Why Putting Worries in a Box (or Jar) Calms Anxious Kids

March 4, 2017

 A Lesson Learned

During one of my first years of teaching, my students taught me a valuable lesson.

One that I’ve since seen validated in numerous studies of how anxiety negatively affects the brain and learning.

I was trying unsuccessfully to teach a reading lesson.  It was a great lesson, I thought; with puppets, music…it was multisensory, but not over the top.  They were engaged, but not retaining the concept.

Sighing, I asked what I could do to make it easier to understand.

My student’s answers were not what I expected.

One of my little ones raised his hand and said, “I want to learn, but I keep thinkin’ about how I don’t like walkin’ home alone after school.  The traffic is so loud and it scares me.”

Another child added, “I’m wondering if today is WIC day (government-funded supplemental nutrition program) because we don’t have much food at home.”

And finally, “Mrs. Gioia, it’s hard to remember stuff when it’s almost lunch. Nobody likes me.  I don’t wanna walk around the playground alone.”

Wow.  Those were some substantial worries.  I could see why my phonics lesson, as engaging as it was, was not their main concern.

I had read about Worry Boxes (or Worry Jars) and wondered if they might be a solution.

Giving our Worries to the Wolves

The next day I brought in a small shoebox.  I covered it with pictures of wolves to match the wolf theme of my classroom (The Wolf Pack Classroom.)  I told my students that we were going to give our worries to the wolves.

While we were in my resource room, the wolves could do the worrying for us.  Our brains would then be relaxed and free to learn.

I set the box in our relaxation station, with pieces of paper, pencils and crayons.

Children could:

  • write or draw their worries on a piece of paper,
  • open the box and give their worries to the wolves,
  • then focus on learning.

While I didn’t exactly do a qualitative research study of the efficacy of the Worry Box, I knew it was a success.

Students would come into my classroom, write or draw their worries, then settle down to learning.

The children were much more attentive than they had been before the Worry Box arrived.  There was less attention-seeking behavior and definitely more time on task.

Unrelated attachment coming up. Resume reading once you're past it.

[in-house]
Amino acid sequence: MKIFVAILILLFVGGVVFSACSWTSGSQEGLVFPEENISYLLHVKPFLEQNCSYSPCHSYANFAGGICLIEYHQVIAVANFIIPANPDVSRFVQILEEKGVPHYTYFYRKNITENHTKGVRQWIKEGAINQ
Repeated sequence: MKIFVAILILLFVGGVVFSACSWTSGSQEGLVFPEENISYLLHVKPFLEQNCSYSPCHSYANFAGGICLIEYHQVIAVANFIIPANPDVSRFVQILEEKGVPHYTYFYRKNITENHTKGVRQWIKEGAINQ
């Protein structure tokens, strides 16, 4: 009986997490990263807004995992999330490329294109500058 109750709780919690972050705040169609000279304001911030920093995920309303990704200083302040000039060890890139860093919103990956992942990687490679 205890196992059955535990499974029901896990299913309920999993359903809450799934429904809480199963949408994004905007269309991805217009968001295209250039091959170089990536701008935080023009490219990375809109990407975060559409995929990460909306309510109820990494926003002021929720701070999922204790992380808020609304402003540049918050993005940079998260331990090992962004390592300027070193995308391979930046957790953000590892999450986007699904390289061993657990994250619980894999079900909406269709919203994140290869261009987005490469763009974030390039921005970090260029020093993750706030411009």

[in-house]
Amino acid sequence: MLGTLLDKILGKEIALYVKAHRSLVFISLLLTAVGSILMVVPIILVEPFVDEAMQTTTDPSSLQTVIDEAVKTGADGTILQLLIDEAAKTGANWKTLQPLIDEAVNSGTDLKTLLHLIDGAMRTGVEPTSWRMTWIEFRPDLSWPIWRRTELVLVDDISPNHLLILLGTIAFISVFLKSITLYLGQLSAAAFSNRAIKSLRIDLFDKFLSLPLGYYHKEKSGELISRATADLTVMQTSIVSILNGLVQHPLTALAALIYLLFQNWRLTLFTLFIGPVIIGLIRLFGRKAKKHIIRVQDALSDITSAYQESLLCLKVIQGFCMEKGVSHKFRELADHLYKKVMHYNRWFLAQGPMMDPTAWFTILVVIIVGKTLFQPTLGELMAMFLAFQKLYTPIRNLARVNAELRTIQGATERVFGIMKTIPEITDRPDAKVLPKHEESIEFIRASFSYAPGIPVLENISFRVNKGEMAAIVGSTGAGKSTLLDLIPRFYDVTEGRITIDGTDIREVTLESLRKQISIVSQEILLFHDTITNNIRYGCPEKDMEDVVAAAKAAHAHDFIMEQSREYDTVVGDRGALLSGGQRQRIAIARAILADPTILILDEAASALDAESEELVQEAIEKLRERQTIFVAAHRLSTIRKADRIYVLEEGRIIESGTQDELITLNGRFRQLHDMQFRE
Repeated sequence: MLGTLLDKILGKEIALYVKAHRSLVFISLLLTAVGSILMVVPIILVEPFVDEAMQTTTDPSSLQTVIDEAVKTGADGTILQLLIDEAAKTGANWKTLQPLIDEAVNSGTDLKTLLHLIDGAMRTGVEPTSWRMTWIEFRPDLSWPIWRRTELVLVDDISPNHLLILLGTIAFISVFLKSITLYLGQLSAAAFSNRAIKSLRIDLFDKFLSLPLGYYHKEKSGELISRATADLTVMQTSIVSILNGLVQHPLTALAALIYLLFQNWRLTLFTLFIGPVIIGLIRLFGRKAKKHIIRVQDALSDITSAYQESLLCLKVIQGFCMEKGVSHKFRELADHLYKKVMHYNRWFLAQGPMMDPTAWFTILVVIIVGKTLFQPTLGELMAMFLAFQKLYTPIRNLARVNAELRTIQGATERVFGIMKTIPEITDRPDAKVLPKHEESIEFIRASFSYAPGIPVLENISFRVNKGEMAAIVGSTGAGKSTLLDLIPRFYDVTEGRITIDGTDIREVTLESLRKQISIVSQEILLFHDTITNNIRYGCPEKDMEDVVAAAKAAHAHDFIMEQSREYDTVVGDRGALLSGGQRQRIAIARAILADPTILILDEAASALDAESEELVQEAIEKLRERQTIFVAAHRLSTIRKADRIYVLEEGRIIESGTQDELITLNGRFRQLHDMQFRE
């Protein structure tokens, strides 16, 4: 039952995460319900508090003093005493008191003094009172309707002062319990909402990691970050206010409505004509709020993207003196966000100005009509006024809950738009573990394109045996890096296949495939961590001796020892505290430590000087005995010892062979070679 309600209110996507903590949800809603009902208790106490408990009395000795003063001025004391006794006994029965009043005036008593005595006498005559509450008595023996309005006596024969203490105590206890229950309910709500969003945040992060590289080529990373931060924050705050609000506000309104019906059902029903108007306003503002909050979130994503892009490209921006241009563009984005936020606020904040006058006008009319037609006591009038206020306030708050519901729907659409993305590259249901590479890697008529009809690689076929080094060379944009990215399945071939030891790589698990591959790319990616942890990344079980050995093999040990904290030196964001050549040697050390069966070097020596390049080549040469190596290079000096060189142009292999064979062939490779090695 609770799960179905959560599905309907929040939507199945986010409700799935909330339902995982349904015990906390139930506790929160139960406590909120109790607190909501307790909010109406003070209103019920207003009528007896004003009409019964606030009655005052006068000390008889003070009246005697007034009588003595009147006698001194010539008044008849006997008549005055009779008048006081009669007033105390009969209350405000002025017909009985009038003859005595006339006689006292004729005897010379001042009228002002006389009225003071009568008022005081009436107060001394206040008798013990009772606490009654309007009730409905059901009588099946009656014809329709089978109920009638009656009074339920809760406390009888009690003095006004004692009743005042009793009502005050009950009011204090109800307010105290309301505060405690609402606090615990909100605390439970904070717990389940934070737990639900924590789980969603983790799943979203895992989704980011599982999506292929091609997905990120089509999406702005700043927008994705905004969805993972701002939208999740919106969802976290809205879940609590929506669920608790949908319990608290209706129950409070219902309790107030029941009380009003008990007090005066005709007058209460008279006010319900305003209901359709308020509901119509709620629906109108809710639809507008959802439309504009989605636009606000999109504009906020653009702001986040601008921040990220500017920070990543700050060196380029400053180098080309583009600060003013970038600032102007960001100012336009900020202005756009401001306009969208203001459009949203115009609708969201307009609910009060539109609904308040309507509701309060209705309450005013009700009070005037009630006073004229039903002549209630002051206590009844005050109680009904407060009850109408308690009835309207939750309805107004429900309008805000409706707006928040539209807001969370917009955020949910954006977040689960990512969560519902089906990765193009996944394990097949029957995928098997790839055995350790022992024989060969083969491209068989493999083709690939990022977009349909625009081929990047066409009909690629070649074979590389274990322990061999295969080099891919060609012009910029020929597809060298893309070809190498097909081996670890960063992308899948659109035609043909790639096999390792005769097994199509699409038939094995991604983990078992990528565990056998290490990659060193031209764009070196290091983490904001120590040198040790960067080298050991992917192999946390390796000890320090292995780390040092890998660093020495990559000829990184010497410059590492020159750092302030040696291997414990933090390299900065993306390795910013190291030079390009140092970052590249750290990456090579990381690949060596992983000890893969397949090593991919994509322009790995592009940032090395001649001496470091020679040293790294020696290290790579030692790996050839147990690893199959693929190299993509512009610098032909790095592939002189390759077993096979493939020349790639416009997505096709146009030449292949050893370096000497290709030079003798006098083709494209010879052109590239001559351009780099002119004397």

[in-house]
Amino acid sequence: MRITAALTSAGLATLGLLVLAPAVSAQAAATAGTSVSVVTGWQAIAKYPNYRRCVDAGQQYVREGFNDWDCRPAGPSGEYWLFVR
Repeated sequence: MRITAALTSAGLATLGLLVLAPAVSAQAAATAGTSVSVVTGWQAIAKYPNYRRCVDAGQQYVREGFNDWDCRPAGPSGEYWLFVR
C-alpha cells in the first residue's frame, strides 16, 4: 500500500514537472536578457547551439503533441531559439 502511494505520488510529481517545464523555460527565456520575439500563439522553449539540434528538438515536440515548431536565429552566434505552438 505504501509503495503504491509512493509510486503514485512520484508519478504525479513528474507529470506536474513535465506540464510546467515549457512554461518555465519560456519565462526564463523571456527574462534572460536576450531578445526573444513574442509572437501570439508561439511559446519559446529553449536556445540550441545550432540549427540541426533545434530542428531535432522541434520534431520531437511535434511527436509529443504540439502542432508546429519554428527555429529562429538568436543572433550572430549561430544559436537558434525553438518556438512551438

I checked the box each day, talked to children about their worries, and when necessary, made a referral to our school counselor.

From that year on, my classroom always had a Worry Box.

My Worry Box

Why Does a Worry Box/Worry Jar Work?

A cognitive behavioral therapy technique, Worry Boxes/Jars contain worries for the child.  The container keeps the worries, so the child can let them go.  Like journaling, which is an effective therapy technique, writing or drawing the worry gets it out of the child’s mind and into a “vessel” where it is contained.

According to Joanna Gioia, MSSA, LISW-S, Director of Mental Health Programs at Ohio Guidestone, “The ability for a child to identify the source of anxiety, figuratively detach from it, and develop a mental or physical representation to assist them in containing it, can be amazingly powerful!”

She continues, “Worry boxes are a wonderful avenue for this!”

Worry Boxes/Jars give the worry a boundary.  The worries are still there.  They’ve been acknowledged and expressed by words or pictures, but they’re filling a space other than the child’s mind.

Teece Nowell, MS, LCPC,BCPC, a mental health practitioner specializing in children and their families in Maryland says, “Worry boxes are a great tool in so many ways!  First of all, it takes the internal stress of anxiety and makes it tangible and thus releasable, by putting it on paper and storing in a safe place rather than the child having to manage it all alone.”

“Then when the parent and child take time to connect and share the worry it helps the child connect with the parent and feel safe so they don’t need to worry.”

“You see, if a child feels “connected” often they don’t need to worry. It is the feeling of isolation that causes anxiety so the key is connection,”

“If the parent and child have a special time of day to read from the worry box it is a double win; connection and discussion of the worry!”

It’s really a brilliant strategy! And a fun artistic activity to boot,” Teece concludes.

How Do You Make a Worry Box/Jar?

Let the child choose the container.

In my classroom, we always used the box with wolves, but one year we also had a Mason jar covered with rainbow-colored tissue paper that one of my student’s made in art class.

Children can write or draw their worries on pieces of paper.  I like using paper so the students can Write and Rip their worries (one of the strategies I recommend in my downloadable Guide for Parents).

I have also used smooth stones instead of the slips of paper.

Stone Worry Jar 2